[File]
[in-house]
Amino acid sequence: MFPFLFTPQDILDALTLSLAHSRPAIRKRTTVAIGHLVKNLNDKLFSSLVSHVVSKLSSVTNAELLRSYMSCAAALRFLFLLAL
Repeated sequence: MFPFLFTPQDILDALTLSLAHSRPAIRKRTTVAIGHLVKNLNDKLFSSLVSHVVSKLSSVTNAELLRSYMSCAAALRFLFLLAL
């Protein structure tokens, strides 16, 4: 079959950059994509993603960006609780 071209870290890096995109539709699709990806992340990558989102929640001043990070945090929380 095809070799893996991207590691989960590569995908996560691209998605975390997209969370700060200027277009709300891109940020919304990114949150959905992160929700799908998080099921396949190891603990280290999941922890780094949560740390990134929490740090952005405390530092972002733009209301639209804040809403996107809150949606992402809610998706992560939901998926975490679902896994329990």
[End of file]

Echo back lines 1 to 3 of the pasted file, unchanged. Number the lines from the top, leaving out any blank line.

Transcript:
[in-house]
Amino acid sequence: MFPFLFTPQDILDALTLSLAHSRPAIRKRTTVAIGHLVKNLNDKLFSSLVSHVVSKLSSVTNAELLRSYMSCAAALRFLFLLAL
Repeated sequence: MFPFLFTPQDILDALTLSLAHSRPAIRKRTTVAIGHLVKNLNDKLFSSLVSHVVSKLSSVTNAELLRSYMSCAAALRFLFLLAL